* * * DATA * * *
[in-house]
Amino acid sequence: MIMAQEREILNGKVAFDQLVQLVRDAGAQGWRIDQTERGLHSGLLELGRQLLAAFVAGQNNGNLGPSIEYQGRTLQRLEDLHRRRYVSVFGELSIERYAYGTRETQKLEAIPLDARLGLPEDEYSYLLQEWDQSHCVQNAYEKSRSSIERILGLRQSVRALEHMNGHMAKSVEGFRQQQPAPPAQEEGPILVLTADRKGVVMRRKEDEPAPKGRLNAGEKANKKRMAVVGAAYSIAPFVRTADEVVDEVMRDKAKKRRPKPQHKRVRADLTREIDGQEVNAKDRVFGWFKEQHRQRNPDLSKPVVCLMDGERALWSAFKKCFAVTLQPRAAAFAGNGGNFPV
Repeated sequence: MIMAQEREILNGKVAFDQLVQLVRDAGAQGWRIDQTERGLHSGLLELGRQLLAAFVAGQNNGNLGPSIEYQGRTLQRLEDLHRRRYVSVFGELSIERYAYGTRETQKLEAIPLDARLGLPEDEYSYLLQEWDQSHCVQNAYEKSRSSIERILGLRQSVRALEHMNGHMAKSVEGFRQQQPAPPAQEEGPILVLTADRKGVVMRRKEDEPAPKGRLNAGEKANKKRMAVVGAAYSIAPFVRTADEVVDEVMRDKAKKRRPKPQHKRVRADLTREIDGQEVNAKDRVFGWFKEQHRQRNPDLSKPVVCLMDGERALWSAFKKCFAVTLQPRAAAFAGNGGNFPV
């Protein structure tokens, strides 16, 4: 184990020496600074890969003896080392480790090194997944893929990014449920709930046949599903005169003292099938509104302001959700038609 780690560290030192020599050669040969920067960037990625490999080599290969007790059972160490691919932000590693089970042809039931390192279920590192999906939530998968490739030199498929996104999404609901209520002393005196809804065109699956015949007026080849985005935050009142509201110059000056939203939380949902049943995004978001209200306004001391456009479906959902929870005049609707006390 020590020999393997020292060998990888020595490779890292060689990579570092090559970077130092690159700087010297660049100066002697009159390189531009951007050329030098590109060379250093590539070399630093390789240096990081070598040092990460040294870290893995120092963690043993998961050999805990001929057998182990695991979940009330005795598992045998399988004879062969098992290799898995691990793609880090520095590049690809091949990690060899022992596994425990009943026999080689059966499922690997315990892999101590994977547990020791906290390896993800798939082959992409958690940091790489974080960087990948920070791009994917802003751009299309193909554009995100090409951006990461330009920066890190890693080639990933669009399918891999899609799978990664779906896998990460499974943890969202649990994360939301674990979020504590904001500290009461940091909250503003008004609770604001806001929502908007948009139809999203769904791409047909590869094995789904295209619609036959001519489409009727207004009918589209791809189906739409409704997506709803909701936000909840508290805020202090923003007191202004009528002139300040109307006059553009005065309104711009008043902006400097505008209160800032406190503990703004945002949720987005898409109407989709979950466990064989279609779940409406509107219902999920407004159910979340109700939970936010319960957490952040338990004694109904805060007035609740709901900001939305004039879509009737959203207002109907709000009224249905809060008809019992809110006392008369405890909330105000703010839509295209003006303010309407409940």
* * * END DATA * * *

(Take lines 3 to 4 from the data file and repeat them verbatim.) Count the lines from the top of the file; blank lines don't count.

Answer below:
Repeated sequence: MIMAQEREILNGKVAFDQLVQLVRDAGAQGWRIDQTERGLHSGLLELGRQLLAAFVAGQNNGNLGPSIEYQGRTLQRLEDLHRRRYVSVFGELSIERYAYGTRETQKLEAIPLDARLGLPEDEYSYLLQEWDQSHCVQNAYEKSRSSIERILGLRQSVRALEHMNGHMAKSVEGFRQQQPAPPAQEEGPILVLTADRKGVVMRRKEDEPAPKGRLNAGEKANKKRMAVVGAAYSIAPFVRTADEVVDEVMRDKAKKRRPKPQHKRVRADLTREIDGQEVNAKDRVFGWFKEQHRQRNPDLSKPVVCLMDGERALWSAFKKCFAVTLQPRAAAFAGNGGNFPV
């Protein structure tokens, strides 16, 4: 184990020496600074890969003896080392480790090194997944893929990014449920709930046949599903005169003292099938509104302001959700038609 780690560290030192020599050669040969920067960037990625490999080599290969007790059972160490691919932000590693089970042809039931390192279920590192999906939530998968490739030199498929996104999404609901209520002393005196809804065109699956015949007026080849985005935050009142509201110059000056939203939380949902049943995004978001209200306004001391456009479906959902929870005049609707006390 020590020999393997020292060998990888020595490779890292060689990579570092090559970077130092690159700087010297660049100066002697009159390189531009951007050329030098590109060379250093590539070399630093390789240096990081070598040092990460040294870290893995120092963690043993998961050999805990001929057998182990695991979940009330005795598992045998399988004879062969098992290799898995691990793609880090520095590049690809091949990690060899022992596994425990009943026999080689059966499922690997315990892999101590994977547990020791906290390896993800798939082959992409958690940091790489974080960087990948920070791009994917802003751009299309193909554009995100090409951006990461330009920066890190890693080639990933669009399918891999899609799978990664779906896998990460499974943890969202649990994360939301674990979020504590904001500290009461940091909250503003008004609770604001806001929502908007948009139809999203769904791409047909590869094995789904295209619609036959001519489409009727207004009918589209791809189906739409409704997506709803909701936000909840508290805020202090923003007191202004009528002139300040109307006059553009005065309104711009008043902006400097505008209160800032406190503990703004945002949720987005898409109407989709979950466990064989279609779940409406509107219902999920407004159910979340109700939970936010319960957490952040338990004694109904805060007035609740709901900001939305004039879509009737959203207002109907709000009224249905809060008809019992809110006392008369405890909330105000703010839509295209003006303010309407409940």